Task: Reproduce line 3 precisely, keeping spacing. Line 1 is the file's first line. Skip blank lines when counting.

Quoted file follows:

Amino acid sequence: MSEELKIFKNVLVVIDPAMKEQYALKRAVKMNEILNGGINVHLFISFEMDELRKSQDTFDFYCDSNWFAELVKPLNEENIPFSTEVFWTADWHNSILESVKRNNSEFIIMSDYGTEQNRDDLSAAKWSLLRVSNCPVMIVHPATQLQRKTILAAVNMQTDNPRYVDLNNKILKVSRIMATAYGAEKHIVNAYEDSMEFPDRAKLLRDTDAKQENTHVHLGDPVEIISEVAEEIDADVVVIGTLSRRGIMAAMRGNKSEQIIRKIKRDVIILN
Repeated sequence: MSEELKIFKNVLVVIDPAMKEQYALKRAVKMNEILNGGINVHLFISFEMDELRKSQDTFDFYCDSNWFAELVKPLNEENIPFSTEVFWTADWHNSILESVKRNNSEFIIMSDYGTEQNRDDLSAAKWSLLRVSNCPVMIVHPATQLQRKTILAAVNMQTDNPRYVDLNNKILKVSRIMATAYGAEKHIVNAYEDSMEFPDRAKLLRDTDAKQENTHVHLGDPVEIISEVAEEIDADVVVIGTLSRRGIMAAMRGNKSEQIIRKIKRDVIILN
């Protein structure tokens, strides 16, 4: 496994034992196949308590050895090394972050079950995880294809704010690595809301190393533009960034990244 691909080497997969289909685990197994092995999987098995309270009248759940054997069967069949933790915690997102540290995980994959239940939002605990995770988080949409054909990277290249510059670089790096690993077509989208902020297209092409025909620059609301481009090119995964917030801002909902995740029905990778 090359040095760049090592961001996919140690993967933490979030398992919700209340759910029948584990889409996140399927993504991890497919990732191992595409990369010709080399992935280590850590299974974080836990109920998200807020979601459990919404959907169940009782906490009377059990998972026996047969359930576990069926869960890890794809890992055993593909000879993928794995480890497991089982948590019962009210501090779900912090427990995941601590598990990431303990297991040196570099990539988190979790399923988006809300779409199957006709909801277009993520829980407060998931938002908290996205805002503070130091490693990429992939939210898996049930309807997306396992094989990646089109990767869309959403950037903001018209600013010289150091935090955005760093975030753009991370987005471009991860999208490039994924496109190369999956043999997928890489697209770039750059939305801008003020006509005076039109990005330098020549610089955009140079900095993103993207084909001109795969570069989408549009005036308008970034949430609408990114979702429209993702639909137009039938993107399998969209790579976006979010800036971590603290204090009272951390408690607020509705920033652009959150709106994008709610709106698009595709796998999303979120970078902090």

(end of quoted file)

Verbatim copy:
């Protein structure tokens, strides 16, 4: 496994034992196949308590050895090394972050079950995880294809704010690595809301190393533009960034990244 691909080497997969289909685990197994092995999987098995309270009248759940054997069967069949933790915690997102540290995980994959239940939002605990995770988080949409054909990277290249510059670089790096690993077509989208902020297209092409025909620059609301481009090119995964917030801002909902995740029905990778 090359040095760049090592961001996919140690993967933490979030398992919700209340759910029948584990889409996140399927993504991890497919990732191992595409990369010709080399992935280590850590299974974080836990109920998200807020979601459990919404959907169940009782906490009377059990998972026996047969359930576990069926869960890890794809890992055993593909000879993928794995480890497991089982948590019962009210501090779900912090427990995941601590598990990431303990297991040196570099990539988190979790399923988006809300779409199957006709909801277009993520829980407060998931938002908290996205805002503070130091490693990429992939939210898996049930309807997306396992094989990646089109990767869309959403950037903001018209600013010289150091935090955005760093975030753009991370987005471009991860999208490039994924496109190369999956043999997928890489697209770039750059939305801008003020006509005076039109990005330098020549610089955009140079900095993103993207084909001109795969570069989408549009005036308008970034949430609408990114979702429209993702639909137009039938993107399998969209790579976006979010800036971590603290204090009272951390408690607020509705920033652009959150709106994008709610709106698009595709796998999303979120970078902090």